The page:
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Friday, February 8, 2013

Review: Daughter of the Centaurs by Kate Klimo

DAUGHTER OF THE CENTAURS

Centauriad #1
A new character joins the ranks of pwerful, kick-ass heroines such as those written by Tamora Pierce, Kristin Cashore, Esther Freisner, and Robin McKinley—Malora Ironbound. A great read also for anyone who loves horses and the Greek myths.

Malora knows what she was born to be: a horse wrangler and a hunter, just like her father. But when her people are massacred by batlike monsters called Leatherwings, Malora will need her horse skills just to survive. The last living human, Malora roams the wilderness at the head of a band of magnificent horses, relying only on her own wits, strength, and courage. When she is captured by a group of centaurs and taken to their city, Malora must decide whether the comforts of her new home and family are worth the parts of herself she must sacrifice to keep them.

Kate Klimo has masterfully created a new world, which at first seems to be an ancient one or perhaps another world altogether, but is in fact set on earth sometime far in the future.
Daughter of the Centaurs was not what I was expecting, but Kate Klimo has made me a believer in centaurs and this futuristic world she's created. Malora is one of the People, possibly the last of the People since everyone she has ever known was killed by ferocious Leatherwings. In an attempt to save her from the same fate, Malora's mother had packed up her favorite horse, Sky, and sent her out into the plains. After some of years wandering around, surviving, growing her herd of horses, Malora comes into contact with the perfect beings: centaurs. Half man, half horse. Orion vouches for Malora, considered to be an Otherian, and she's whisked into their home, Mount Kheiron. Though, there were certain aspects like the 14 edicts that Malora felt restricted her, she fit in well with the centaurs. I felt proud just to be reading her story, and that's how big a difference she made to the centaurs of Mount Kheiron. I actually got a little teary eyed towards the end!

Klimo introduces the centaur society with ease. From what I had heard about Daughter of the Centaurs before reading, I thought I would suffer from confusion or read too much going on at one time. Fortunately, my fears were unfounded because I had no trouble understanding and picturing this fantastical world Malora finds herself participating in. The plot is riddled with danger, fascinating events, and a culture very similar to our own but uniquely different. I thought it was so weird that the centaurs lived life like humans, with a few notable differences of course, but it was all new to Malora who lived primitively in her settlement in the mountains. The centaurs were led by Medon the Apex, who is then ruled by Lady Hylonome, Herself. If it weren't for the strict requirement to follow the Edicts, the separation of prosperous Highland centaurs from the Flatland centaurs, and the dissenting whispers of inequality and poor treatment from the Flatlanders, I would not have considered this story dystopian at all, just fantasy.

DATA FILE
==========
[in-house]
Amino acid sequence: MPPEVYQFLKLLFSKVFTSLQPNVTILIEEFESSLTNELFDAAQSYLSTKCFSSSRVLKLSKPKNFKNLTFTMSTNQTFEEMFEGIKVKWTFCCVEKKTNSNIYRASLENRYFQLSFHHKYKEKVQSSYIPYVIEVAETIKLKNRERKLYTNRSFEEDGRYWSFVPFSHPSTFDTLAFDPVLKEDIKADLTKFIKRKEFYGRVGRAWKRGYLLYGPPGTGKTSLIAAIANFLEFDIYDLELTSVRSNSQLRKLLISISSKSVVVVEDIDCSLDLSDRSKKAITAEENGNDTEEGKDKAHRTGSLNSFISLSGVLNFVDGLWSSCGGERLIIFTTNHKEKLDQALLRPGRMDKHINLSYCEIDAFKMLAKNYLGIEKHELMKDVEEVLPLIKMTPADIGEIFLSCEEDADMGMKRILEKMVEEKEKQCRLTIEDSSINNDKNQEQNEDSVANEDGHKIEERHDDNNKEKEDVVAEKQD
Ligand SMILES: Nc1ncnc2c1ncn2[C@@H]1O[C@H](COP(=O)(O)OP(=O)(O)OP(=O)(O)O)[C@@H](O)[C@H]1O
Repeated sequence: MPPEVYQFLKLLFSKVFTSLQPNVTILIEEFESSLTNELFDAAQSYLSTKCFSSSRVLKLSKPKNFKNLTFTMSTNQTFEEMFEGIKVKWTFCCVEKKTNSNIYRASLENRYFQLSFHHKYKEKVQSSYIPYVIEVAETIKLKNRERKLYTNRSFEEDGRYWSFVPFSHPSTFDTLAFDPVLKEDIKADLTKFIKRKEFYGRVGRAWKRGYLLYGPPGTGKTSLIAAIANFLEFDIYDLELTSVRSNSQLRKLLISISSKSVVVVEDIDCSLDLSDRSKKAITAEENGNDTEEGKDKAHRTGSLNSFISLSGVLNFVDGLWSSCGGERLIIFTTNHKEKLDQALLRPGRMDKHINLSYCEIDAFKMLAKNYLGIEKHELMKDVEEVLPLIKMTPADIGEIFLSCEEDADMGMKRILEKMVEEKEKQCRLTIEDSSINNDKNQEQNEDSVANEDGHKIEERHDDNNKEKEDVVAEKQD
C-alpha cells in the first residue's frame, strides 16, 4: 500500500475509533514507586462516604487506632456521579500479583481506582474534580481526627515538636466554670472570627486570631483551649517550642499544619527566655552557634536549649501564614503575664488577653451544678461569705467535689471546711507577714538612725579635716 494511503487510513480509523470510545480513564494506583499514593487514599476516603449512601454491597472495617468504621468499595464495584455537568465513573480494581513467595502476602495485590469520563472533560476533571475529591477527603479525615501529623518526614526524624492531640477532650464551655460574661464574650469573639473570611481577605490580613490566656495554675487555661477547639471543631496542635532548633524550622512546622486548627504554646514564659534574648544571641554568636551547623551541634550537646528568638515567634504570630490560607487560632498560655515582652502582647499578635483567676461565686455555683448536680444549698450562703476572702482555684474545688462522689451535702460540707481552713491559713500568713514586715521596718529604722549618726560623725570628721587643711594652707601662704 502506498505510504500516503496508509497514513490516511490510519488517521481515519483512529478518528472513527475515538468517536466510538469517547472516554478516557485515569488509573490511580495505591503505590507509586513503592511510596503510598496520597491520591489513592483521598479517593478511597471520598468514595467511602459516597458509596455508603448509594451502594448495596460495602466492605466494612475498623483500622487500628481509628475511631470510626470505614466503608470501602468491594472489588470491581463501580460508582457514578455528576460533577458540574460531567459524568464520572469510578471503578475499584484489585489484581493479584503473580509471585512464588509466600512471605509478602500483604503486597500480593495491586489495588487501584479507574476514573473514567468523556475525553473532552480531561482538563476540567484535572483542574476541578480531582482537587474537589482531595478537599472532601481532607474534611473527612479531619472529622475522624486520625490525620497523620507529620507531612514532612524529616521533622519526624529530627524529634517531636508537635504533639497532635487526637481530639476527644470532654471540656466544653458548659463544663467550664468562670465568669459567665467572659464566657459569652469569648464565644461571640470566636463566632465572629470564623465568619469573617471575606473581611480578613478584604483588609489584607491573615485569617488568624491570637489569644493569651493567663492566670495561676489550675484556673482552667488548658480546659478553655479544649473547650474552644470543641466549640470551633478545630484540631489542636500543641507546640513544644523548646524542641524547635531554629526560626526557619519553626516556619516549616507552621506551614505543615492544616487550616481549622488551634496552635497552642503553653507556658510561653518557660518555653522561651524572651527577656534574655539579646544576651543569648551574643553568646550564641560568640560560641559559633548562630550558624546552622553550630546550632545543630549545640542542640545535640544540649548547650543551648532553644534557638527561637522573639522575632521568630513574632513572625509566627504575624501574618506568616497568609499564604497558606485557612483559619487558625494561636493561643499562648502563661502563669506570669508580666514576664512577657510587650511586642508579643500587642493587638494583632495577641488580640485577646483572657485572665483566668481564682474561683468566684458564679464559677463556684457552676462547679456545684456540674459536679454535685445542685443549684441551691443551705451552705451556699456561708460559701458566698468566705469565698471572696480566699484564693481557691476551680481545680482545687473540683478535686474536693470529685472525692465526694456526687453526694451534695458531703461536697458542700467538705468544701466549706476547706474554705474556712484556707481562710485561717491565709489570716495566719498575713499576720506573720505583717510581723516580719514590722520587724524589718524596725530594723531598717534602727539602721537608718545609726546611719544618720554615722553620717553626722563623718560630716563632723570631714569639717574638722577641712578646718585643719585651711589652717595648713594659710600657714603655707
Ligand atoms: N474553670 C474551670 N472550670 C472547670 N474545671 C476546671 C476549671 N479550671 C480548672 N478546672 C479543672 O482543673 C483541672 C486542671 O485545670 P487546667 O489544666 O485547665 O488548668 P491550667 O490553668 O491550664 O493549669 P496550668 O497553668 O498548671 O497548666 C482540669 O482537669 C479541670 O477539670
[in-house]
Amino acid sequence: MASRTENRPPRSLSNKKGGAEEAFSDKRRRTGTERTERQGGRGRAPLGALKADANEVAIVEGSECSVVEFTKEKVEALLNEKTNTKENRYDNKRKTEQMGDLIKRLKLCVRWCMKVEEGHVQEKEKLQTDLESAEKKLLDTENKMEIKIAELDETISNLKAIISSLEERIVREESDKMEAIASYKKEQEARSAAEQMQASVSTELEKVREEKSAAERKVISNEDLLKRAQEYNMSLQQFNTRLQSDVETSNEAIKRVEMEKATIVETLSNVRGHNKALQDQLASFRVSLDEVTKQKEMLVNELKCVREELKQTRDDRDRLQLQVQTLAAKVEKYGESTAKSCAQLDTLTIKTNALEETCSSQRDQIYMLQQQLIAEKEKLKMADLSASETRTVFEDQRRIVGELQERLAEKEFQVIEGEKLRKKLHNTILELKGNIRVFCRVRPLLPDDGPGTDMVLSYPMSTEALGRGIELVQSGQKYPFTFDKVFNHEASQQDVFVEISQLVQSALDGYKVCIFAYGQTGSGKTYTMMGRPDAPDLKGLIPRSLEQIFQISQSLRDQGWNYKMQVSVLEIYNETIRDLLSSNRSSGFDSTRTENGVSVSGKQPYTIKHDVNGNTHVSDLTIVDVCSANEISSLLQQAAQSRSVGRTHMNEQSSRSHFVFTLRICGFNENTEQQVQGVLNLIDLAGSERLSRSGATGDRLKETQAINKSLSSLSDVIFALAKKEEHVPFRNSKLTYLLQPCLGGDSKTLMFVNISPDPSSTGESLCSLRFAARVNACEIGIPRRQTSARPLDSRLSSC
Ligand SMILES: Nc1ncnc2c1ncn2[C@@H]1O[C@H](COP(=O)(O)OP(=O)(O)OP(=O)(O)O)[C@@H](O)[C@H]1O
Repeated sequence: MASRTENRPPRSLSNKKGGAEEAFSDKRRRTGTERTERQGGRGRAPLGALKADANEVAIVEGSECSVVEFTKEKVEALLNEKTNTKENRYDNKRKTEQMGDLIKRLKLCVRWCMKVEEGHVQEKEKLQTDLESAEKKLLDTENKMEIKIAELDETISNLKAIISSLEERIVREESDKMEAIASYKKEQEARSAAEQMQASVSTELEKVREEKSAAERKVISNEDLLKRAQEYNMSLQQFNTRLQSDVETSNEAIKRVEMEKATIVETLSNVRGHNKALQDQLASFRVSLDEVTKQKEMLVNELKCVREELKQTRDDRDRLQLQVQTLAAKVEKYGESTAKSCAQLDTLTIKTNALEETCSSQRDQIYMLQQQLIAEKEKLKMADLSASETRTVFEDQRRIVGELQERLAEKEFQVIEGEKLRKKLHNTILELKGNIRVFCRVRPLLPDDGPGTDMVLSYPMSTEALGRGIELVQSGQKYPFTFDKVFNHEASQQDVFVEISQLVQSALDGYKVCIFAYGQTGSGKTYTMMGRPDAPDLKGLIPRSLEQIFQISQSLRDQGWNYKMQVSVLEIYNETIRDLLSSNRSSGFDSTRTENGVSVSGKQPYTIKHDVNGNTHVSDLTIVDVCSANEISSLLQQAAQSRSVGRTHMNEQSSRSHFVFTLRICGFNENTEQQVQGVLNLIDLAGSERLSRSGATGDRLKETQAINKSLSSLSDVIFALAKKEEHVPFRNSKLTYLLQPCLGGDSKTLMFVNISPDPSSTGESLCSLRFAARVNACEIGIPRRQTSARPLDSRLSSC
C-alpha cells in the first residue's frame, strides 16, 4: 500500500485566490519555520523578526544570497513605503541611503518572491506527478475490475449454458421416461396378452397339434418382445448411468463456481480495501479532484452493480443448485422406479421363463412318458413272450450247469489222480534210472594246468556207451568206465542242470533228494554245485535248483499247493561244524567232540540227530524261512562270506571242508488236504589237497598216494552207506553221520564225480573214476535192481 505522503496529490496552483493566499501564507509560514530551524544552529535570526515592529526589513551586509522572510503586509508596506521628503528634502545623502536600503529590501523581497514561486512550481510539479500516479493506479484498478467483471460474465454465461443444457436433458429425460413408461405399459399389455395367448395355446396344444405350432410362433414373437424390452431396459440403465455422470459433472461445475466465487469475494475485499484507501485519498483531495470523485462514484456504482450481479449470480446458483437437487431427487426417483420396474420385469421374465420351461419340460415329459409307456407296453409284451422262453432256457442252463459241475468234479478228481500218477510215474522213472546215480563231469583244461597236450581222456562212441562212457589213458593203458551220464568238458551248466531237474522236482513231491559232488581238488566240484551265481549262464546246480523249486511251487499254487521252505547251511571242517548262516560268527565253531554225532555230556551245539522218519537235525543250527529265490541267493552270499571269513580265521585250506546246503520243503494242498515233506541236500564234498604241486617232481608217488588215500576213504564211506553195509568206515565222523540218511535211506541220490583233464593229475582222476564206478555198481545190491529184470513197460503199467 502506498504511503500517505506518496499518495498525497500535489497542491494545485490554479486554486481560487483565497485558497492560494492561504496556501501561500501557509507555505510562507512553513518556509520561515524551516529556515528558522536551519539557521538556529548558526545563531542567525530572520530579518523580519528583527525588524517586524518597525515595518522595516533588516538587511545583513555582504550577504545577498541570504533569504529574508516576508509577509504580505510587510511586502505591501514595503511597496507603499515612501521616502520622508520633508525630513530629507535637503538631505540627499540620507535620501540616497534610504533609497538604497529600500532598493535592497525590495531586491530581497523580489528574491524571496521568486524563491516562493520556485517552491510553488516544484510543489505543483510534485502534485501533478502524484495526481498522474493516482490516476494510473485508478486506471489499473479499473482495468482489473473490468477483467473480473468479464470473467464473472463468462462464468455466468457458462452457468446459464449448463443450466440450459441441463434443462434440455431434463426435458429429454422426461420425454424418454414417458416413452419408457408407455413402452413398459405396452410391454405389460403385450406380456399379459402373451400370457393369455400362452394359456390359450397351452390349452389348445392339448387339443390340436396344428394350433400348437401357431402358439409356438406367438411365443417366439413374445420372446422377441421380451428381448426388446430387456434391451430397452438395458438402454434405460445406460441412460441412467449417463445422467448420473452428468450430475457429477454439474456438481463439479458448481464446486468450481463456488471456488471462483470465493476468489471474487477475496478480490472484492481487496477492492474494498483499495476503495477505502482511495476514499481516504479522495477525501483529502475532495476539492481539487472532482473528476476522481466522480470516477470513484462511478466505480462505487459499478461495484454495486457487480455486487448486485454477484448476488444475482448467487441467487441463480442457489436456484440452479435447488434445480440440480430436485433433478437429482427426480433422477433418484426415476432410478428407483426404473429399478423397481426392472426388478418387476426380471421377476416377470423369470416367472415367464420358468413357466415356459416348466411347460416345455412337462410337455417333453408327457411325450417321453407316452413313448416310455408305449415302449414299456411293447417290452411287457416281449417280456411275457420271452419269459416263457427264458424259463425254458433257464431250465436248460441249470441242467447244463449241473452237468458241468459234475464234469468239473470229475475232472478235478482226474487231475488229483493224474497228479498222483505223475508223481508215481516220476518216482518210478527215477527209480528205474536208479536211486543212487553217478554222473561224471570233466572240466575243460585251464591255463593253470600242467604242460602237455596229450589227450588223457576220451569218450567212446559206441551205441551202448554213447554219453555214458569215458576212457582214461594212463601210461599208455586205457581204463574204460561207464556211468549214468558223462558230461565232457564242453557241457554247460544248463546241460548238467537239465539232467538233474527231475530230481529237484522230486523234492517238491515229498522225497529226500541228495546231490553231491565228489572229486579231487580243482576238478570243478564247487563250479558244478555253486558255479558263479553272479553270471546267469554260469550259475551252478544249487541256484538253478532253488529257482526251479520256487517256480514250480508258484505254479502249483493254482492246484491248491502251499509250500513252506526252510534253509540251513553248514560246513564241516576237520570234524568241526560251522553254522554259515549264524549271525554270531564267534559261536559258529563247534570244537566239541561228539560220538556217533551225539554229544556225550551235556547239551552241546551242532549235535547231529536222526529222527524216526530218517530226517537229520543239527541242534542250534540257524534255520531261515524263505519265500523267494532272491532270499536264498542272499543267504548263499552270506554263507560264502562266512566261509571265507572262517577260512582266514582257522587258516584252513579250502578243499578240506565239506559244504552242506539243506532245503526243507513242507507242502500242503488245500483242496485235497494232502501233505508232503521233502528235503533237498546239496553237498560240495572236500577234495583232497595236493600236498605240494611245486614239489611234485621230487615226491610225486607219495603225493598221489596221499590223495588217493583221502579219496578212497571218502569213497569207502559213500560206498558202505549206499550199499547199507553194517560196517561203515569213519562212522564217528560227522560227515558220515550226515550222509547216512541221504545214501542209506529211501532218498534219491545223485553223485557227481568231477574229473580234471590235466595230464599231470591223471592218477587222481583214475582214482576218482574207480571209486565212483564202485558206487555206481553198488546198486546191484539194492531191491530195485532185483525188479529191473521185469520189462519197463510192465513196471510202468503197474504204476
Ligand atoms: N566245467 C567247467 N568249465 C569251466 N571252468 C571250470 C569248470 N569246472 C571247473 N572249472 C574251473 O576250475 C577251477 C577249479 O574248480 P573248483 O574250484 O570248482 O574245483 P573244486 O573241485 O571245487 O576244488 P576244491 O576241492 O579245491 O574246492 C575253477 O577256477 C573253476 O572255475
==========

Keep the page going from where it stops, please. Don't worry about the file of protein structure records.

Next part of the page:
Malora was a character with character. She was strong and she knew how to take care of herself, and her horses. I loved the fact that she had such an affinity for horses. Maybe it was Klimo's style of writing, or personal experiences taken to write about these horses, but I was just so captured by the moments when Malora connected with her 'boys and girls'.

There's a bit of a history between centaurs and the People, and whatever other kinds of creatures may be lurking in the shadows of the story, and while Klimo does take a considerate amount of time to establish it I want to know more. Yes, you will find yourself asking many questions about where the centaurs, and even the Twani, originate from but that's the best part of reading Daughter of the Centaurs. It's only the beginning of the Centauriad series and there's opportunity to find out more in it's sequel, A Gathering of Wings!

Publication Date: January 2012 (paperback published Jan. 2013)
Publisher: Random House Books for Young Readers
Pages/Format: 362; Hardcover, Paperback, ebook

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